Should You Spank Your Child?

“Each and every parent have different methods or disciplining their child. While some would opt to have a private and gentle way reprimanding their kids, some uses a little force to make an impression. Though we cannot understand each one’s approach but one thing is for sure, we all just want our kids to grow as a good child. We just need to remember to know our limits and never abuse our powers.”




Were you spanked as a child? Then you may think it’s a good way to guide a child. Or maybe you don’t want to spank, but you find yourself doing it because you don’t know how else to get through to your child. Interestingly, adults who were not spanked as children don’t spank their kids. It just feels wrong to them. And you know what? They find other ways to get through to their kids. And their children turn out fine. In fact, it’s the kids who are spanked who have a harder time regulating their emotions, and who get into more trouble.

The last thirty years of research give us very clear results. (The citations are at the end of this post.) Kids who are spanked are less emotionally healthy than kids who aren’t. What’s more, kids who are spanked behave worse over time.

So if you were spanked and think you came out alright, it wasn’t because of the spanking. And while you fine, hopefully, you would probably be a bit healthier emotionally if you hadn’t been spanked.

A 2013 study by Elizabeth Gershoff and her team (cited below) reviewed the previous two decades of research and confirmed that children who are spanked are more likely to exhibit depression, anxiety, drug use, and aggression as they get older. Children who have suffered more severe corporal punishment have been shown to have less gray matter in their frontal cortex, and to have amygdalas that are more hyper-vigilant. The only positive outcome that’s ever been shown from spanking is immediate compliance; however, corporal punishment is associated with less long-term compliance. Corporal punishment has repeatedly been linked with nine other negative outcomes, including increased rates of aggression, delinquency, mental health problems, and problems in relationships with their parents.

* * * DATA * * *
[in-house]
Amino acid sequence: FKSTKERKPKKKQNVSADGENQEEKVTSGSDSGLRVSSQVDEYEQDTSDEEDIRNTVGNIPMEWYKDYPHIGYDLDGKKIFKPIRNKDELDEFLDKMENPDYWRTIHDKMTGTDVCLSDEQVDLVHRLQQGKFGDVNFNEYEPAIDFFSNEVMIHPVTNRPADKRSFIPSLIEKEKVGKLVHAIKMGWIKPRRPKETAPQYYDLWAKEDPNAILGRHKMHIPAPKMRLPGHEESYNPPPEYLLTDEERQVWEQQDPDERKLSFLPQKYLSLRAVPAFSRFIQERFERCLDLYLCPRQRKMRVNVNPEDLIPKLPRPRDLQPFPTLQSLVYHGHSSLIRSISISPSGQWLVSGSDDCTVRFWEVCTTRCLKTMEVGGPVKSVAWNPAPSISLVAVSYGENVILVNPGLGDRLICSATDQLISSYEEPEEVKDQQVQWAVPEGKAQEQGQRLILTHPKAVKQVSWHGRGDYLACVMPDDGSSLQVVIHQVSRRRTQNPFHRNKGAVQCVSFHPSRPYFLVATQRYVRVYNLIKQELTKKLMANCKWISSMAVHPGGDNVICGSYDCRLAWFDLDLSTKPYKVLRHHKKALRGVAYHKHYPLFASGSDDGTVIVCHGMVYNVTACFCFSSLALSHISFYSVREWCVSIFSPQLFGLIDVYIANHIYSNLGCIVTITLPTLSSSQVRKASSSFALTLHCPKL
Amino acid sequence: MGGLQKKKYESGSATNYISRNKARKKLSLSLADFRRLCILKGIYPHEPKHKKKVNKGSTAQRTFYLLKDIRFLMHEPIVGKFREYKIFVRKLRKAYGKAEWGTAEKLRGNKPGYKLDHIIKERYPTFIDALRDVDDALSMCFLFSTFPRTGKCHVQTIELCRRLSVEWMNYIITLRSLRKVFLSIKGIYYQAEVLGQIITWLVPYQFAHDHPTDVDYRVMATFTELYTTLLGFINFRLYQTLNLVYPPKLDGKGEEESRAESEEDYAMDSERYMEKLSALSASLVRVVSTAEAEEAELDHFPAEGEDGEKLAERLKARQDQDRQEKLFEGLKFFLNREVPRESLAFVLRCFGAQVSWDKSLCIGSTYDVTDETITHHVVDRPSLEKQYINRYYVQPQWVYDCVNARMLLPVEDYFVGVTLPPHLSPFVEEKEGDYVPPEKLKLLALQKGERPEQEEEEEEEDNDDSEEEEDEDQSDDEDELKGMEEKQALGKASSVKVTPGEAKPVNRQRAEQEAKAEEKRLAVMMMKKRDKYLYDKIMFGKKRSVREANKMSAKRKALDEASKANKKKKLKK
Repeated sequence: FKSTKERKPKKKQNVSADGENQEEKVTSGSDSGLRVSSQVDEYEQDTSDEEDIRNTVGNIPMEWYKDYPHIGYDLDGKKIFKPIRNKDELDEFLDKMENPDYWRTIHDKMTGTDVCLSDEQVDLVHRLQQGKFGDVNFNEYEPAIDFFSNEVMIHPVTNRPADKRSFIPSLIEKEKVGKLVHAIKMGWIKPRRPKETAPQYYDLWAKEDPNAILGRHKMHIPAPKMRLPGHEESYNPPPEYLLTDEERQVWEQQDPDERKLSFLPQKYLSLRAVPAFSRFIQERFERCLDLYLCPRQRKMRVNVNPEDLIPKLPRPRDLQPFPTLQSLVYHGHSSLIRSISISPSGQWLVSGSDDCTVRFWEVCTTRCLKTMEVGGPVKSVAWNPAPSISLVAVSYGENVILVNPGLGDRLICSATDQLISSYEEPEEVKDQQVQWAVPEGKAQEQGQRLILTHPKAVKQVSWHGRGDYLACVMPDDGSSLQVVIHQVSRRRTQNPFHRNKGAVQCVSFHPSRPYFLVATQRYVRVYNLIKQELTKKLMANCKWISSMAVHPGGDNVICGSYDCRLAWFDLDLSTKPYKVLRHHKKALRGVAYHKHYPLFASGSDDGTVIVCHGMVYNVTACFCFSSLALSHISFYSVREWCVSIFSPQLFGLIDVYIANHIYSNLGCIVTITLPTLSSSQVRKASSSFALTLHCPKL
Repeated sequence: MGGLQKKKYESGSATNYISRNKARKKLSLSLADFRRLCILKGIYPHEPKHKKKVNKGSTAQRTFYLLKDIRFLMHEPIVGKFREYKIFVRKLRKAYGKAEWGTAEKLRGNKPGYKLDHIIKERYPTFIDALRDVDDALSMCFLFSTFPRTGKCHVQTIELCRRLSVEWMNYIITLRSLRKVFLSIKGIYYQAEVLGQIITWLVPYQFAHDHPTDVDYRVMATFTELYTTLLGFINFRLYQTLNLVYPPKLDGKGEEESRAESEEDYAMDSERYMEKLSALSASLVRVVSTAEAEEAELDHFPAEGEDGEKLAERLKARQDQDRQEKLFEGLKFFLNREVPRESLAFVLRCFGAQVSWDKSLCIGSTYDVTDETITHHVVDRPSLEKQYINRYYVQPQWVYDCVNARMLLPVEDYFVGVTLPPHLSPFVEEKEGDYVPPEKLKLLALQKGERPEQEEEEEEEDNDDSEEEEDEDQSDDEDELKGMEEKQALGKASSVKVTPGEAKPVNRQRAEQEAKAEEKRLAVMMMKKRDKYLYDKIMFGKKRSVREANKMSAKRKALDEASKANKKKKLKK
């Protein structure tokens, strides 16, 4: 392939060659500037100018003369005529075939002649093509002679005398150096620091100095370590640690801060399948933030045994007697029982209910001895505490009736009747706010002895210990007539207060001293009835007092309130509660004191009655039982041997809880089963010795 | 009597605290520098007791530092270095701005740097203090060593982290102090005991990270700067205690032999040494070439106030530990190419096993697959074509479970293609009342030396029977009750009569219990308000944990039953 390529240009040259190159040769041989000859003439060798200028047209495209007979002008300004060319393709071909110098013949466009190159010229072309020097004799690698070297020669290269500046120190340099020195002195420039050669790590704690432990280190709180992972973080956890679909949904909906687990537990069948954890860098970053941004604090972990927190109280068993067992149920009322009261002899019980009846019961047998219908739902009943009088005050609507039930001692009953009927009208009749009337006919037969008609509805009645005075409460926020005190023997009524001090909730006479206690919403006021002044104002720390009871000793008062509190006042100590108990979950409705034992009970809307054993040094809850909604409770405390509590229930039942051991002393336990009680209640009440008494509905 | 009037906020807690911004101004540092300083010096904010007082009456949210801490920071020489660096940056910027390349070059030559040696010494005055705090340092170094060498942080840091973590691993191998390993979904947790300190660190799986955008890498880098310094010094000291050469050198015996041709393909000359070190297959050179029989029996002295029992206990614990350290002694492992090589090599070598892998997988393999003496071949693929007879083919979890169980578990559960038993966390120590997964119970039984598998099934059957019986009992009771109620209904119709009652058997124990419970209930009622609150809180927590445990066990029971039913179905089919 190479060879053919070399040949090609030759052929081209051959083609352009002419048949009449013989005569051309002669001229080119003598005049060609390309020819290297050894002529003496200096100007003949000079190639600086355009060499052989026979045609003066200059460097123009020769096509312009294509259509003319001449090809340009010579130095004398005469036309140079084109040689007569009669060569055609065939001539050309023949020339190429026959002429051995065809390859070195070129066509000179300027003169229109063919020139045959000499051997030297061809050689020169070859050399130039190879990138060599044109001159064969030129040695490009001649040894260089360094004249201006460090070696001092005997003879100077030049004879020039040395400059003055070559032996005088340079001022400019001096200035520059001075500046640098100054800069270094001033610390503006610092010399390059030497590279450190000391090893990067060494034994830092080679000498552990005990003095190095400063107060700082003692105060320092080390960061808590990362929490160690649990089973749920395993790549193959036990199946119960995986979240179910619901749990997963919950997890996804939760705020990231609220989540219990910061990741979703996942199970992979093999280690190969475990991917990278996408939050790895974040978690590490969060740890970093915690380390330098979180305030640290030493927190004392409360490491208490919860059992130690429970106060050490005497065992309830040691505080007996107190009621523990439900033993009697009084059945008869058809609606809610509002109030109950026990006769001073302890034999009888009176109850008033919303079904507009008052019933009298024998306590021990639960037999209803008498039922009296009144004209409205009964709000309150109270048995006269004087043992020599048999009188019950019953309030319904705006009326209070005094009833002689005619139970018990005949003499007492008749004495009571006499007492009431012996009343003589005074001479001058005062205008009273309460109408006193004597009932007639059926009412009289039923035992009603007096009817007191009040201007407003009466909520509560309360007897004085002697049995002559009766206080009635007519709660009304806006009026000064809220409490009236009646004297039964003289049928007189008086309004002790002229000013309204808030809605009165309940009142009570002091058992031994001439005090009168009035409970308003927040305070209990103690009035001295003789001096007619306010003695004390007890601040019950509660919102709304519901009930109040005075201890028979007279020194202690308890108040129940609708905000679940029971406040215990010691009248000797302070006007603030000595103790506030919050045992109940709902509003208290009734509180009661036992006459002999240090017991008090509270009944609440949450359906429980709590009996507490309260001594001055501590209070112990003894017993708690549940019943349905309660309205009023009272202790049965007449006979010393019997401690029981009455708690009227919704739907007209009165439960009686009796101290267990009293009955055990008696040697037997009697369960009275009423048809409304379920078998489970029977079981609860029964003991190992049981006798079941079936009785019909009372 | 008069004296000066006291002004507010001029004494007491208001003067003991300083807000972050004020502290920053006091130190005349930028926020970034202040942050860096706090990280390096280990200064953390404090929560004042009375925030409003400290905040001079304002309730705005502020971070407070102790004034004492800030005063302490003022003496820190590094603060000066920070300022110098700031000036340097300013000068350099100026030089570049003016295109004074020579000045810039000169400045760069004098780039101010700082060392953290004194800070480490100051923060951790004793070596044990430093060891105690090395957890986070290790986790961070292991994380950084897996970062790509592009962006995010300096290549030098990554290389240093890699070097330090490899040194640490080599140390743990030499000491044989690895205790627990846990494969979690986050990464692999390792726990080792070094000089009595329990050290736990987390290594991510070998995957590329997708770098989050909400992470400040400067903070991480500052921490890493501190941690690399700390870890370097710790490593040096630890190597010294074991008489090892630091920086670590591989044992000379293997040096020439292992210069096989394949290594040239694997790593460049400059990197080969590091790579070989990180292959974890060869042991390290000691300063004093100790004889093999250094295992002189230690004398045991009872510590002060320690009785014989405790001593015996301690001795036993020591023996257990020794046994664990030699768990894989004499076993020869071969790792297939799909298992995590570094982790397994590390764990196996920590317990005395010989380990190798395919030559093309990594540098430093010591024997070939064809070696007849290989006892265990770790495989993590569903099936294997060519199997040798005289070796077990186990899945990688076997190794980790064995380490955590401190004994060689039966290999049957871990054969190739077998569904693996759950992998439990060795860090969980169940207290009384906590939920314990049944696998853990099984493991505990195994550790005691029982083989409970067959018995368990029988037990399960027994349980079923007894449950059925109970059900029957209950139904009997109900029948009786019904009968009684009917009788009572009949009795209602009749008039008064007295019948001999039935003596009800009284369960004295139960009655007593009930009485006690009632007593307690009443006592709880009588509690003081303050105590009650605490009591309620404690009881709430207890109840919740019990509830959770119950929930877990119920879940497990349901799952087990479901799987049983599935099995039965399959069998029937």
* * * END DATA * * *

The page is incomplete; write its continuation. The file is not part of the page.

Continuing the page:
Large, peer-reviewed studies repeatedly show that the more children are hit, the more likely they are to hit others, including peers and siblings. As adults, they are more likely to hit their spouses. The more parents spank children for antisocial behavior, the more the antisocial behavior increases. All of the peer reviewed studies being published continue to confirm these findings.

A major study at Tulane University, published in Pediatrics controlled for other factors that have been found to contribute to aggressiveness in children, including the mother’s depression, alcohol and drug use, spousal abuse and even whether the mother considered abortion while …


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